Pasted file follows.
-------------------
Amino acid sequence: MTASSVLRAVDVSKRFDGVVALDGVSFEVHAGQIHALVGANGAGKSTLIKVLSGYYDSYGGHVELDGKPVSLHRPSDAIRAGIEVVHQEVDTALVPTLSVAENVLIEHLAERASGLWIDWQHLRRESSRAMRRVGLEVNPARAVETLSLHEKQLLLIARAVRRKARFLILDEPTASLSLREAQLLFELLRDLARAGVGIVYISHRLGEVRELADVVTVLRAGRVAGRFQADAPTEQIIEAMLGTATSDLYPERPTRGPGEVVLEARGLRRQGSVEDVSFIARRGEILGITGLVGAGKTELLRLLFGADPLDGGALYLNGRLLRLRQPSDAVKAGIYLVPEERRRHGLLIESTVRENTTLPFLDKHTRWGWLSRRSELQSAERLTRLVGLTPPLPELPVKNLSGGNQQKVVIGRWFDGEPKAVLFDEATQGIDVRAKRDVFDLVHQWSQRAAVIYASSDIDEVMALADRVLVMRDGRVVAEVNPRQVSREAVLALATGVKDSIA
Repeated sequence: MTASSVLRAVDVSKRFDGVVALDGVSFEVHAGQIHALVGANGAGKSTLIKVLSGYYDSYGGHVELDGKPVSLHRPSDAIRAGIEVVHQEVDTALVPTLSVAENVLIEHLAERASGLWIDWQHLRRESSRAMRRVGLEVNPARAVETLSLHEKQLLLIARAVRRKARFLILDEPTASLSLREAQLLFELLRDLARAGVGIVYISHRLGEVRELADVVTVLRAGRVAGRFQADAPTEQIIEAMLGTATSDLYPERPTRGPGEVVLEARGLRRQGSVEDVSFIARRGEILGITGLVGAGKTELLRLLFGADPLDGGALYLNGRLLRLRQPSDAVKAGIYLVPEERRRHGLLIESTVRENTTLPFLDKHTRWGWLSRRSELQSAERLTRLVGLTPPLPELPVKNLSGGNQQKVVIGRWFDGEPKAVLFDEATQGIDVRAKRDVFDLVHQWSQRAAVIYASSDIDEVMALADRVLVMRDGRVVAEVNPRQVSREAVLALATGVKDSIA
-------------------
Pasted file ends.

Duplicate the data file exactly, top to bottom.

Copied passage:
Amino acid sequence: MTASSVLRAVDVSKRFDGVVALDGVSFEVHAGQIHALVGANGAGKSTLIKVLSGYYDSYGGHVELDGKPVSLHRPSDAIRAGIEVVHQEVDTALVPTLSVAENVLIEHLAERASGLWIDWQHLRRESSRAMRRVGLEVNPARAVETLSLHEKQLLLIARAVRRKARFLILDEPTASLSLREAQLLFELLRDLARAGVGIVYISHRLGEVRELADVVTVLRAGRVAGRFQADAPTEQIIEAMLGTATSDLYPERPTRGPGEVVLEARGLRRQGSVEDVSFIARRGEILGITGLVGAGKTELLRLLFGADPLDGGALYLNGRLLRLRQPSDAVKAGIYLVPEERRRHGLLIESTVRENTTLPFLDKHTRWGWLSRRSELQSAERLTRLVGLTPPLPELPVKNLSGGNQQKVVIGRWFDGEPKAVLFDEATQGIDVRAKRDVFDLVHQWSQRAAVIYASSDIDEVMALADRVLVMRDGRVVAEVNPRQVSREAVLALATGVKDSIA
Repeated sequence: MTASSVLRAVDVSKRFDGVVALDGVSFEVHAGQIHALVGANGAGKSTLIKVLSGYYDSYGGHVELDGKPVSLHRPSDAIRAGIEVVHQEVDTALVPTLSVAENVLIEHLAERASGLWIDWQHLRRESSRAMRRVGLEVNPARAVETLSLHEKQLLLIARAVRRKARFLILDEPTASLSLREAQLLFELLRDLARAGVGIVYISHRLGEVRELADVVTVLRAGRVAGRFQADAPTEQIIEAMLGTATSDLYPERPTRGPGEVVLEARGLRRQGSVEDVSFIARRGEILGITGLVGAGKTELLRLLFGADPLDGGALYLNGRLLRLRQPSDAVKAGIYLVPEERRRHGLLIESTVRENTTLPFLDKHTRWGWLSRRSELQSAERLTRLVGLTPPLPELPVKNLSGGNQQKVVIGRWFDGEPKAVLFDEATQGIDVRAKRDVFDLVHQWSQRAAVIYASSDIDEVMALADRVLVMRDGRVVAEVNPRQVSREAVLALATGVKDSIA